Categorized | Jewish Religion

Communing with HaShem

By Rabbi Baruch Lederman

Rabbi Baruch Lederman

SAN DIEGO — When we speak to Hashem, the King of kings, the Judge of judges, we should certainly use  a respectful means of addressing Him. Yet when we say a bracha (Hebrew Blessing), we begin with  the words “Baruch Atah” – “Blessed are You.” We actually address Hashem (G-d) in the second person.

Astounding as it seems, Hashem allows us to address Him in such a personal way.
This demonstrates the great level of closeness with Hashem that we  achieve through tefilah (prayer). The Jewish neshama (soul) thirsts for this intimacy with Hashem as the following true story, heard from Rabbi Herschel  Welcher, illustrates:

Rav Volbe was the mashgiach ruchani (spiritual guide) at the Be’er Yaakov Yeshivah in Israel. In the winter months, he davened mincha (afternoon prayer)at  the Yeshivah. During the summer, rather than daven (pray) mincha at the Yeshivah minyan, he would daven mincha at a different minyan.

The heads of the Yeshivah thought it incongruous the Mashgiach Ruchani of Be’er Yaakov should not daven mincha together with the Yeshivah. He was after  all, an integral part of the institution and as such should be there leading by example during the afternoon services for all to follow. His absence was more  keenly felt, given his immense stature and influence as a mentor and role model forthe talmidim (students) of the Yeshivah.

They asked him to daven mincha with the Yeshivah minyan. He didn’t want to accede to their request.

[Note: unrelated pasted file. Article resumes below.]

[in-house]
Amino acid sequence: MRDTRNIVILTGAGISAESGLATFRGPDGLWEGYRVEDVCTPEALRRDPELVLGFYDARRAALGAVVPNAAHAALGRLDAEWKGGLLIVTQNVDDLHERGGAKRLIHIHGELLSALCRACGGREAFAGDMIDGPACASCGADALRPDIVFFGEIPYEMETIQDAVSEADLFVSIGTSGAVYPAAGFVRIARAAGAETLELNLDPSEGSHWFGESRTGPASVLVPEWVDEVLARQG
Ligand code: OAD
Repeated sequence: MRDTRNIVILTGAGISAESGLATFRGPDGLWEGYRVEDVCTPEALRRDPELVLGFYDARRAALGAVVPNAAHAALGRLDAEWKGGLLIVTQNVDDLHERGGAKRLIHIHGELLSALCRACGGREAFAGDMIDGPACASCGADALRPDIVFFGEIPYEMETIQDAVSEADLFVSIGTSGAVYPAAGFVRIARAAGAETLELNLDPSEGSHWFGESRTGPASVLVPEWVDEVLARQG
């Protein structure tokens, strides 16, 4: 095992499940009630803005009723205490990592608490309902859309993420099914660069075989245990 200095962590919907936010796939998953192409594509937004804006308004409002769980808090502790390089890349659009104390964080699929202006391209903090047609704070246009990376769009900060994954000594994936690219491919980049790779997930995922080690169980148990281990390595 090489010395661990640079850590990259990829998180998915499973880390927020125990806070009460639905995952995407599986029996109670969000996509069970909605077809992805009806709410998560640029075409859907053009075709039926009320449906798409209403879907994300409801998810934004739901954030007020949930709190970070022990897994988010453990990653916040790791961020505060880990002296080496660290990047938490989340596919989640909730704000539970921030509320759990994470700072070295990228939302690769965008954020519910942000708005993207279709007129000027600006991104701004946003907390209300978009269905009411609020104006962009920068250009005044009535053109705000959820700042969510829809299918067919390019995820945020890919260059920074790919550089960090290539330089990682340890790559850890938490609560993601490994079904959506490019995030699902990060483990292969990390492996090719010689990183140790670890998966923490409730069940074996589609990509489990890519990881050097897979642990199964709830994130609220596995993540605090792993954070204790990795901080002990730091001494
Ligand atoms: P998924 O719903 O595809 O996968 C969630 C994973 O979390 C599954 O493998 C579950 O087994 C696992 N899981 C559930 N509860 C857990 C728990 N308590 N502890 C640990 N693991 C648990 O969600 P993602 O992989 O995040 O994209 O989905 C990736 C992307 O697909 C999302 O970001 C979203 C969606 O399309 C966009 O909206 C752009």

They asked him why. He did not want to tell them.

This went on for a while. Their insistence grew while he persisted in his position.

Finally the tension grew to a point that Rav Volbe had to overcome his desire to keep his reasons private. In order to avoid an uncomfortable and potentially  ugly situation Rab Volbe was forced to explain himself.

He began by pointing out that in the summertime, the Yeshiva would hold its minyan late in the afternoon. Since mincha is bound only by sunset and sunset  could be after 8PM in the summer, mincha could be conducted as late as 8PM or so, in the summer.

In the winter, mincha could never be that late because sunset in the winter can be earlier than 5PM, and mincha needs to be completed before then.

With a simple sincerity, Rav Volbe explained to them that with shacharis (morning prayer service) being held at 7AM, it would turn out that he would have to go  more than twelve hours from the morning davening to the afternoon davening. “I just cannot bear that. It hurts me to go so long without speaking to Hashem,”  said Rav Volbe.

That is why he sought out an earlier mincha in the summertime. His soul thirsted for that closeness and intimacy with Hashem to the point where he couldn’t wait  for the second prayer of the day to commune with Hashem.


Rabbi Lederman is spiritual leader of Congregation Kehillas Torah in San Diego.  He may be contacted at [email protected]

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